Summary: Exposition of Col. 1:20–23

Knowing the Message of Reconciliation

“And through him to reconcile to himself all things, whether things on earth or things in heaven, by making peace through his blood, shed on the cross. Once you were alienated from God and were enemies in your minds because of your evil behavior. But now he has reconciled you by Christ's physical body through death to present you holy in his sight, without blemish and free from accusation if you continue in your faith, established and firm, not moved from the hope held out in the gospel. This is the gospel that you heard and that has been proclaimed to every creature under heaven, and of which I, Paul, have become a servant” (Col. 1:20–23).

What is the message of reconciliation? How can a person be reconciled to God and have eternal life?

In the church of Colosse there were teachings attacking the truth of the gospel. They were saying that Christ was not God and that further revelation was needed in order to be saved.

Paul writes this letter to the Colossians to defend the supremacy of Christ. He said in the previous passage that the fullness of God dwells in Christ (v. 19). Essentially, he was saying that Christ is God. He also said that it is through Christ that all things shall be reconciled (v. 20).

Reconciliation is at the heart of the gospel. The word reconciliation means to renew a friendship or to restore to a right relationship. Paul was telling this church that if anybody was going to be saved—reconciled to God—it must be through Christ. He is the only one who can renew our relationship with God.

In fact, Christ taught the same thing while he was on earth. He said, “I am the way, the truth and the life, no one comes to the father but by me” (John 14:6). There is no salvation apart from Christ.

In considering Paul’s defense of Christ and the gospel in the current passage, it must be noticed that he calls himself a “servant” of this gospel. In Colossians 1:23 he says, “This is the gospel that you heard and that has been proclaimed to every creature under heaven, and of which I, Paul, have become a servant.”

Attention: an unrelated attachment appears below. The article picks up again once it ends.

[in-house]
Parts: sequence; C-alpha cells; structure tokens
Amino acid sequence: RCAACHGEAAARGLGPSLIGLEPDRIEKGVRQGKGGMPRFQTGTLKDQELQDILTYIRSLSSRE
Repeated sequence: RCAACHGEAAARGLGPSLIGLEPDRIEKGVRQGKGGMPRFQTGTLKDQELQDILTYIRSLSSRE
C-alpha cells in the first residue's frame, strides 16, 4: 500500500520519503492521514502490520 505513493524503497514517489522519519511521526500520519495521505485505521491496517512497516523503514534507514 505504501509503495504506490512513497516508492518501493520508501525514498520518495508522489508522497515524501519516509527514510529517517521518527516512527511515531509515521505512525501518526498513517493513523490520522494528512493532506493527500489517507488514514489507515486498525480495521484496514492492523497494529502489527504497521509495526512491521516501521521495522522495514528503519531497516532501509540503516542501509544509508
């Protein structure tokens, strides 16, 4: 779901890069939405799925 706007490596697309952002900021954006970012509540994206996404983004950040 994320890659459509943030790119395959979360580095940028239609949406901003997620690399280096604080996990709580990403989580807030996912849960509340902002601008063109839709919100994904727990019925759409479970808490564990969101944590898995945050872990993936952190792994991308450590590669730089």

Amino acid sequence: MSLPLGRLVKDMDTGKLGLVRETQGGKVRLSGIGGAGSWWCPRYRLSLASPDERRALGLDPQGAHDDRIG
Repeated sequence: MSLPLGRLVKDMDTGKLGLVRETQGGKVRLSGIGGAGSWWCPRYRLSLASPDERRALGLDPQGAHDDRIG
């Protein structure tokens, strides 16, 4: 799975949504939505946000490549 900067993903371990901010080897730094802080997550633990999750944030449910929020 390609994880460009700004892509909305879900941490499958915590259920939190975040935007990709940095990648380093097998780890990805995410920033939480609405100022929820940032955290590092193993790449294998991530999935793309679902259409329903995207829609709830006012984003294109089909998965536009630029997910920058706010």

Because Paul was saved and transformed by this gospel, he had become its servant. This is the natural response for someone who has truly been changed and reconciled to God. He wants to serve this gospel by sharing it and enduring whatever cost that may come in the process of its dissemination. This is the only appropriate response for someone who has been truly convinced of the gospel’s innate worth. Here is a story from the 1900s that illustrates Paul’s response to the gospel and how it should be ours as well.

While on a three–story scaffold at a construction site one day, a building engineer tripped and fell toward the ground in what appeared to be a fatal plummet. Right below the scaffold, a laborer looked up just as the man fell, realized he was standing exactly where the engineer would land, braced himself, and absorbed the full impact of the other man’s fall. The impact slightly injured the engineer but severely hurt the laborer. The brutal collision fractured almost every bone in his body, and after he recovered from those injuries, he was severely disabled.

Years later, a reporter asked the former construction laborer how the engineer had treated him since the accident. The handicapped man told the reporter: ‘He gave me half of all he owns, including a share of his business. He is constantly concerned about my needs and never lets me want for anything. Almost every day he gives me some token of thanks or remembrance.’

That engineer who was saved became a servant of the man who saved him. In the same way, Paul, who was saved by the gospel of reconciliation, became a lifelong servant of it. Wherever he went, he would preach it. He traveled to nations throughout the ancient world to tell them about what had changed his life. This should be true of us as well. Second Corinthians 5:18–20 says this:

All this is from God, who reconciled us to himself through Christ and gave us the ministry of reconciliation: that God was reconciling the world to himself in Christ, not counting men's sins against them. And he has committed to us the message of reconciliation. We are therefore Christ's ambassadors, as though God were making his appeal through us. We implore you on Christ's behalf: Be reconciled to God.

Yes, if Christ has saved you, you have also been called to be a servant of the gospel. You have been given a specific ministry. It is called the “ministry of reconciliation.” God is reconciling the world to himself and he has chosen to make his “appeal” through you.

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